5g cell tower

Cell towers may soon be equipped with 5G technology. (Carl Lender/Flickr)

Eugene residents gathered at Harris Hall downtown Wednesday, Oct. 9 to listen to the City Council’s responses to community input over the past year in regards to the number of “small cell” antennas being put up on light posts around town in relation to 5G — the next generation of wireless data that will bring faster internet to all.

The world’s global telecommunication companies are in a race to officially launch 5G. The Federal Communications Commission said in a statement from September 2018, “The FCC is committed to doing our part to help ensure the United States wins the global race to 5G to the benefit of all Americans.” 

None of the installed equipment in Eugene is currently transmitting 5G waves. city officials said at the meeting. “At this point, these antennas are transmitting 4G and are located in areas to improve connectivity and speed. We expect that the cell providers will ultimately seek permits to upgrade these new antennas,”  said mayor and city council support staff member, Elena Domingo, on the blog, Keeping in touch: Notes from the Mayor. 

In the meeting Wednesday, Scott Milovitch, Public Works Maintenance Division Manager said, “We permit this service by the same basic rules and guidelines as any other utility service operating in the right of way.” The guidelines were created in 2014 and amended three times since, the last being in 2018. 

Families for SAFE Technology, a local nonprofit “seeking alternatives to 5G/smart meter microwave EMF for Eugene, Oregon,” according to its website, has stated that it “cares deeply about what the telecom industry is perpetrating against us, all in the name of profit,” according to a press release about Wednesday’s meeting. Eugene resident William Hamilton said he thinks 5G is a “big marketing ploy being pitched as a solution to their piss poor networks.”  

Wednesday’s meeting was not open to public comment, but the city said in the meeting, the “city of Eugene standards and requirements are developed by us and are intended to be reflective of our community’s values and goals.”  

City Code allows for the “small cell” equipment, (low-power cell sites related to 5G) to be installed thanks to arrangements made between EWEB and AT&T and Mobilities, two companies working under Sprint, assuming proper permits are acquired and approved. According to a city recap of Wednesday’s meeting, Eugene currently has a total of 33 antennas installed, 13 of which are transmitting 4G right now.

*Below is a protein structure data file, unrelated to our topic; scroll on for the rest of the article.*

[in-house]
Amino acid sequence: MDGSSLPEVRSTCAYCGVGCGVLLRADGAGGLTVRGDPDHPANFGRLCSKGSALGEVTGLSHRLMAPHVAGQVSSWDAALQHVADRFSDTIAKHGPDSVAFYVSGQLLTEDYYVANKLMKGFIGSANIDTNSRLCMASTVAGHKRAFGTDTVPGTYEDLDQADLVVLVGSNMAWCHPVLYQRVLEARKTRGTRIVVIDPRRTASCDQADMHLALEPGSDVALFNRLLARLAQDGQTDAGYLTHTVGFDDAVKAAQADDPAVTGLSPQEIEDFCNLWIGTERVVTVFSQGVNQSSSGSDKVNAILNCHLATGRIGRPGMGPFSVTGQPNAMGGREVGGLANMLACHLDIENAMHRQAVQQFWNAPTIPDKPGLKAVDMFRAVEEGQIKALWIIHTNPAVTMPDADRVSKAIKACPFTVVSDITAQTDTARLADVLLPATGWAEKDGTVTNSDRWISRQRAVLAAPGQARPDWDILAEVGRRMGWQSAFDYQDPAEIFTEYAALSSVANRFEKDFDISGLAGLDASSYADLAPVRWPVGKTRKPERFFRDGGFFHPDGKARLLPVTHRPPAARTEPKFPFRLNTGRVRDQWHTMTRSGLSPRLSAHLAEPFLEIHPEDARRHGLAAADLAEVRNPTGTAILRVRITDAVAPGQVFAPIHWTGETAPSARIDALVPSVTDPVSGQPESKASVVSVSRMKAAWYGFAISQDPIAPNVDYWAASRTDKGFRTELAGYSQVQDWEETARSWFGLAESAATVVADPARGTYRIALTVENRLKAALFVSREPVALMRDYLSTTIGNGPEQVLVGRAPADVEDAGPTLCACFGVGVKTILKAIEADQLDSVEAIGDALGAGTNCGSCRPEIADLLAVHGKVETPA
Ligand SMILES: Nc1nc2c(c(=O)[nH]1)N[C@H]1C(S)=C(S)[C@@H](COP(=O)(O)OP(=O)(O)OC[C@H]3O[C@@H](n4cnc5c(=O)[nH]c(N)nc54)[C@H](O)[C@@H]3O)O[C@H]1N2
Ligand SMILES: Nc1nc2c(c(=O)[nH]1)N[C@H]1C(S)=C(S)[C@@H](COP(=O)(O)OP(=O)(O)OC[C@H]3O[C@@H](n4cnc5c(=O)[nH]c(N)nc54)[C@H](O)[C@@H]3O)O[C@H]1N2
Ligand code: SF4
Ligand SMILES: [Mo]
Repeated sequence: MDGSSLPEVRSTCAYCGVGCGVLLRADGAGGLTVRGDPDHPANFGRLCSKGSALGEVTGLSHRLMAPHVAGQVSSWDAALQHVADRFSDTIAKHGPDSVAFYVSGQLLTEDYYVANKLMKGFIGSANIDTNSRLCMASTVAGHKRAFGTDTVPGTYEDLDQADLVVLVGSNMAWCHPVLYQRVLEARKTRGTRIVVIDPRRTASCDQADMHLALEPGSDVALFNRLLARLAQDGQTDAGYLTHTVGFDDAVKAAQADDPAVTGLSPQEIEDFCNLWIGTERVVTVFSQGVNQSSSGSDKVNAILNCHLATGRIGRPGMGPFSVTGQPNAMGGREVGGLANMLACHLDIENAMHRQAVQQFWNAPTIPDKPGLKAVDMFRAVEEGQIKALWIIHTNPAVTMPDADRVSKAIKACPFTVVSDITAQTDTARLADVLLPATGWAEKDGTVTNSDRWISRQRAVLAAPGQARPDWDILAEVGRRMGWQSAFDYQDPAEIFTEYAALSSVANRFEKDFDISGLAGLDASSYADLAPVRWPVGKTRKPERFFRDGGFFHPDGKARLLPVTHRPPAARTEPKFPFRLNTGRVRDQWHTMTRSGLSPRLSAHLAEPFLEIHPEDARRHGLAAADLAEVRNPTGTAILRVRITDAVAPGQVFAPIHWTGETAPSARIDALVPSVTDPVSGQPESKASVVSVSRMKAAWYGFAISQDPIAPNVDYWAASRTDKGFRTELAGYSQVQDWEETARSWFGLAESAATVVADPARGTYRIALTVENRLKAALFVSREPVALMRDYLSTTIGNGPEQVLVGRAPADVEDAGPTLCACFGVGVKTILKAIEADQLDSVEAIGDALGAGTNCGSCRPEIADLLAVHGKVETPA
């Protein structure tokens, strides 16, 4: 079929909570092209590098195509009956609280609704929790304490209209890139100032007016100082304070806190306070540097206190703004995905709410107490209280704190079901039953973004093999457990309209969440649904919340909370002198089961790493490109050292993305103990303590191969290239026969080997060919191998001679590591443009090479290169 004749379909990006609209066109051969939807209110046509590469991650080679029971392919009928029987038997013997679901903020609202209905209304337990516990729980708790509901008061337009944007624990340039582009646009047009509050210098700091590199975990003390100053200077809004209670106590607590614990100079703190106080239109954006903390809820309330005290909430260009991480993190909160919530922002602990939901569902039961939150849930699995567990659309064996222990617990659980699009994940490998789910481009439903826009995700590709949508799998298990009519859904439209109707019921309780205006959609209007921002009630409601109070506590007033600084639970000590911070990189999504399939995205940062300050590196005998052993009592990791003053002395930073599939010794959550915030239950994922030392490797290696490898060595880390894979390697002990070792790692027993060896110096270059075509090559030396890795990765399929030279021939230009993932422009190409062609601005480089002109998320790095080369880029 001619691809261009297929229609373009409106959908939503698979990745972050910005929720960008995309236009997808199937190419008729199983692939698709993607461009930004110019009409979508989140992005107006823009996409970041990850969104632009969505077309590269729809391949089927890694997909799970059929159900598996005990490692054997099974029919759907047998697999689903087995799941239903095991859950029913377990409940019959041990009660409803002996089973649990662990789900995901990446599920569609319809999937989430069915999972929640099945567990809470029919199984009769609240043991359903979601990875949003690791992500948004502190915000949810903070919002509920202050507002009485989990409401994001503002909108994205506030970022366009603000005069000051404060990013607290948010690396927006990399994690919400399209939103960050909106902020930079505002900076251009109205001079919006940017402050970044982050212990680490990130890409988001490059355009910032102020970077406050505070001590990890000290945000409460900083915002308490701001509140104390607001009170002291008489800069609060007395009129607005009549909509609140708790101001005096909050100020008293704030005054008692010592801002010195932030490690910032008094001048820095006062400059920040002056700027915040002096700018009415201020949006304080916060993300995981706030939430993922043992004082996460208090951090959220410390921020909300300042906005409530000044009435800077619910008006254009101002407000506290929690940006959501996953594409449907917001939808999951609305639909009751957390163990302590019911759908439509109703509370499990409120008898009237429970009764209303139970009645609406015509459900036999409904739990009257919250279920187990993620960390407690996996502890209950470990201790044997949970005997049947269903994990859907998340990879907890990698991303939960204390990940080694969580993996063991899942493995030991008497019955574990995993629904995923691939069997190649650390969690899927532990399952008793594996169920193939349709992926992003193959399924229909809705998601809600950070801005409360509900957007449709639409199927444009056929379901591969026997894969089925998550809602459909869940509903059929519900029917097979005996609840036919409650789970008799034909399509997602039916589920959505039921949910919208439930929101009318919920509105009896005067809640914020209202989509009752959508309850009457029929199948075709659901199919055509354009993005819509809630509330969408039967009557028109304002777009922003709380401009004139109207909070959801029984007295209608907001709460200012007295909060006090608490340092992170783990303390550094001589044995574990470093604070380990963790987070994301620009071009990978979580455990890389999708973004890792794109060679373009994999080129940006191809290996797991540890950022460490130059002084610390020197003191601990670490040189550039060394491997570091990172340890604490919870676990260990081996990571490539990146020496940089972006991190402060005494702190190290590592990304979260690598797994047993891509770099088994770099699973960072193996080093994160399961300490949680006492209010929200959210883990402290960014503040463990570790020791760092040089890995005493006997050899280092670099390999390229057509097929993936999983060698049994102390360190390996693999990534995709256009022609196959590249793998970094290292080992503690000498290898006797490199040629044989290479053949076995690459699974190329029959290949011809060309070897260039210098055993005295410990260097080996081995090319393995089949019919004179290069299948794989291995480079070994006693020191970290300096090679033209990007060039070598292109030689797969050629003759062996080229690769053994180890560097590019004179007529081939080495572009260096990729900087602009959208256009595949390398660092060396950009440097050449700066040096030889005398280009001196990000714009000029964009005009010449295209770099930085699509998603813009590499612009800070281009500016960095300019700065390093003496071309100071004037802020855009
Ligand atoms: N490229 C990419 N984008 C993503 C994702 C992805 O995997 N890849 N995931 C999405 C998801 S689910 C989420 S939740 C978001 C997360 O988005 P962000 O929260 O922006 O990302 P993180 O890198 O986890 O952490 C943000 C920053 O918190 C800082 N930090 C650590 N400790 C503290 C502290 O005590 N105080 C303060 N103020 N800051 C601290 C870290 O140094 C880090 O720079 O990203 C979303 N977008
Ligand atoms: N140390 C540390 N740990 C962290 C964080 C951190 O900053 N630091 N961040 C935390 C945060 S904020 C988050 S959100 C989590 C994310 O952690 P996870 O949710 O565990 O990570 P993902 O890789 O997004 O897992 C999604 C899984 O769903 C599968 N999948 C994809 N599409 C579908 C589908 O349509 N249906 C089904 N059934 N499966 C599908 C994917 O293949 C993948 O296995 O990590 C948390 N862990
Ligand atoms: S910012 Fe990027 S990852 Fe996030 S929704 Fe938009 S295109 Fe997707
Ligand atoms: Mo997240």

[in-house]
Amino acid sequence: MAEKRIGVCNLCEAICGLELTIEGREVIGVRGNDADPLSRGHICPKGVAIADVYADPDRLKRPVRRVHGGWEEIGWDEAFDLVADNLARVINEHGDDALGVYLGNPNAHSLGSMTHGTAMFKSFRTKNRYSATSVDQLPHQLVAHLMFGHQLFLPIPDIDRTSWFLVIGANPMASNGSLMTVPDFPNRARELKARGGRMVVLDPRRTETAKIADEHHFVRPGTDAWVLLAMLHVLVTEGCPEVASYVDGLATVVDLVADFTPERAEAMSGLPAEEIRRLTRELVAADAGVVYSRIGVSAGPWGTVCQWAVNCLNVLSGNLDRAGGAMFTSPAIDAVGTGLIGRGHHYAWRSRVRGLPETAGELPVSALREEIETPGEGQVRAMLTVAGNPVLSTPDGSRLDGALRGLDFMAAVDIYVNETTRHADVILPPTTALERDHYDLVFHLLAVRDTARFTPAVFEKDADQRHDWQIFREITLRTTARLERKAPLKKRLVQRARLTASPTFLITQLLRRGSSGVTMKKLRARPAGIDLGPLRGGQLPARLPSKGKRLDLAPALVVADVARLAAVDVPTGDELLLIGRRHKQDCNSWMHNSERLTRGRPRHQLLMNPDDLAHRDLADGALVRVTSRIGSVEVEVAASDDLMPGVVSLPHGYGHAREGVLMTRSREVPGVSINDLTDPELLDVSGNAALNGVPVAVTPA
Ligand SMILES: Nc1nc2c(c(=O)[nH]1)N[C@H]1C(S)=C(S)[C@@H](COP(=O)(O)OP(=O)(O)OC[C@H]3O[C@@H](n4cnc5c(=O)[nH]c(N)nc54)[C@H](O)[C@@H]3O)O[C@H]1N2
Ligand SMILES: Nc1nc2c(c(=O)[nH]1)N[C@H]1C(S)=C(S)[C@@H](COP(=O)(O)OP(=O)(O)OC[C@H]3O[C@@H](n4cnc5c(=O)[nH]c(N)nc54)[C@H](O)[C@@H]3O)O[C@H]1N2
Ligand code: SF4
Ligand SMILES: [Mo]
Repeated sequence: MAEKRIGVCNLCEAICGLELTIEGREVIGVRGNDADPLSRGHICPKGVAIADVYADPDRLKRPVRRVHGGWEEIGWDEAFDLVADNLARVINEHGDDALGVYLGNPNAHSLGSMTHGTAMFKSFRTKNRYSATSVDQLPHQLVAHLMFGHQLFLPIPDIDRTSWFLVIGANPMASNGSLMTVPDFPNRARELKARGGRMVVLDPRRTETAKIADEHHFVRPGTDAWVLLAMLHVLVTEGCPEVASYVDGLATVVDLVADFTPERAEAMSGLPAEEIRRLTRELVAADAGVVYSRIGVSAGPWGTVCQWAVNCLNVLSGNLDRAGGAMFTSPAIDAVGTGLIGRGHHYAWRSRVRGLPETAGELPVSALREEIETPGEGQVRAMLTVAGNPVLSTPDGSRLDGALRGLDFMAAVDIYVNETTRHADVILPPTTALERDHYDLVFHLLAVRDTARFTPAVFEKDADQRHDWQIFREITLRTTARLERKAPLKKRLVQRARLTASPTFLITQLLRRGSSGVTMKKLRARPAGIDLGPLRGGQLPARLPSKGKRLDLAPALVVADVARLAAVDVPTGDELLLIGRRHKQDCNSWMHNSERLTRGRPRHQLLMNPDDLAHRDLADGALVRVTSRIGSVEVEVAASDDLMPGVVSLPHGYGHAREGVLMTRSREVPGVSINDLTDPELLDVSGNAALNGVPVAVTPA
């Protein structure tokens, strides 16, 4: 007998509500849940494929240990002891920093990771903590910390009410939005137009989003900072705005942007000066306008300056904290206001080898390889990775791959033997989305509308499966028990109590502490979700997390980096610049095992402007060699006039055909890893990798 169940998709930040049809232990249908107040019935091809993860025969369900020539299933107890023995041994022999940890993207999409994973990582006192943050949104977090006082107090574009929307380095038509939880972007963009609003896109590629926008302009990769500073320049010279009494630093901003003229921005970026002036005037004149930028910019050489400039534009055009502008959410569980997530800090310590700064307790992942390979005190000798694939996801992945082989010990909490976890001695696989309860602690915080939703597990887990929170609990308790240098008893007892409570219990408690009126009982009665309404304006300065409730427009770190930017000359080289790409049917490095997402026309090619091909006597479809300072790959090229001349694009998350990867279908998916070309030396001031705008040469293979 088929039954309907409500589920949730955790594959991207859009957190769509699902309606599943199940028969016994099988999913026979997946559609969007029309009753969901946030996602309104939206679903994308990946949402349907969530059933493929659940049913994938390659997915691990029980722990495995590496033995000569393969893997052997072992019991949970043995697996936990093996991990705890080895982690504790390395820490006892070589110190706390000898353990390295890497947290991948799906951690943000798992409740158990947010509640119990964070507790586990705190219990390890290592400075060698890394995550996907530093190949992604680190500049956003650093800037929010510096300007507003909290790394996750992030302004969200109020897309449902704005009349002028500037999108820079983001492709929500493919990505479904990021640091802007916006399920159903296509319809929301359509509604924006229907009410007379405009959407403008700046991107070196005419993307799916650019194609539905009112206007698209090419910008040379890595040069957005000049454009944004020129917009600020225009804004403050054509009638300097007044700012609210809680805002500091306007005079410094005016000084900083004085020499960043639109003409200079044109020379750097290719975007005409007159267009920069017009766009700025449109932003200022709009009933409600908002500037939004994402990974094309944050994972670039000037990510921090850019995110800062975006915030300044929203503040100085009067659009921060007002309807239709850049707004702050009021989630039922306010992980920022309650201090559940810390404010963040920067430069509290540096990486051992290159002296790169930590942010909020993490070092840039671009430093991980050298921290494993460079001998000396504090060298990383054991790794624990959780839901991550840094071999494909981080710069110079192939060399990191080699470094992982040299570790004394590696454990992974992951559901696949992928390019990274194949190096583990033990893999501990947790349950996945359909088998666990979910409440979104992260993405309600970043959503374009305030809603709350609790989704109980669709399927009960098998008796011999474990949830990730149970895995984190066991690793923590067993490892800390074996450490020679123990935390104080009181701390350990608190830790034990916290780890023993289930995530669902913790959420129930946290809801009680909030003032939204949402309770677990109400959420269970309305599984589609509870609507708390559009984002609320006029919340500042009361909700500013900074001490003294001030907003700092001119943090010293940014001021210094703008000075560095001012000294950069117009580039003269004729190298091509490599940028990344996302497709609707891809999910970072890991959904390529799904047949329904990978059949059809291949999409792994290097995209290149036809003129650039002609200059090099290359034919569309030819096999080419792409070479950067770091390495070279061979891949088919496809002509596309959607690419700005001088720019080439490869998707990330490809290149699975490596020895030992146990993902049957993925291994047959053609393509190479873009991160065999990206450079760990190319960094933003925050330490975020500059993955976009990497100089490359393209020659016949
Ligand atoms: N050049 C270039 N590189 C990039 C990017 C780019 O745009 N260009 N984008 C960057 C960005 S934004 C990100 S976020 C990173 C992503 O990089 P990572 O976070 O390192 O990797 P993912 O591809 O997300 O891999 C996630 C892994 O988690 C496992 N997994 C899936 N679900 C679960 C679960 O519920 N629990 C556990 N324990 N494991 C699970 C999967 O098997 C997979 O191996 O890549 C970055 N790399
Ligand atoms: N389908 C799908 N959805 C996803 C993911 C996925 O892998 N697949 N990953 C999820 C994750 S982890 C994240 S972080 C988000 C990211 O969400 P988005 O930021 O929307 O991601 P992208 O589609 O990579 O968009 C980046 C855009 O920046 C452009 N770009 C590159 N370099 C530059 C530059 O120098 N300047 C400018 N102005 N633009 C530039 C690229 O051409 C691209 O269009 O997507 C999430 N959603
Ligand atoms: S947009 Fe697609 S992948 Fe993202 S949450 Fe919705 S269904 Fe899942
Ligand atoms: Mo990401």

Families for SAFE Technology stated in the press release for the meeting Wednesday that the “negative impacts of the 5G implementation will not only devastated the wellbeing of humans, but the environment as well.” Citizens are concerned for their own health but also for the birds, insects and plants to which 24 hour exposure is unavoidable, according to the press release.

 There is also indication of industry bias involved in the research that is being done. A study done by Environmental Health Perspectives found that when industry researchers looked into correlations of cell phone usage and brain tumors, there was a 33% correlation, while non-industry studies showed an 82% correlation. 

The city is not legally allowed to place restrictions on 5G technology’s installation involving radio frequency emission health concerns, according to a debrief of Wednesday’s meeting. If the proposed facilities comply with the FCC’s standards, it’s a go-ahead. But the city does require applications have a stamp of approval from the radio frequency engineer before being submitted, to verify compliance with these standards. Additionally, in April this year, the city drafted Resolution No. 5264, asking the federal government to update studies on the health risks associated with the increased deployment of this technology. 

Hamilton said of the health concerns, “At some point the lack of connectivity is more detrimental than any possible health impacts because the network is a really important part of living in the world and being upwardly mobile.” 

For the U.S. to win the 5G race, it would win control over much of the global economy in the future. This is because 5G technology will likely contribute to innovations in all industries that are in pursuit of technological advancements, such as self-driving cars and other forms of artificial intelligence.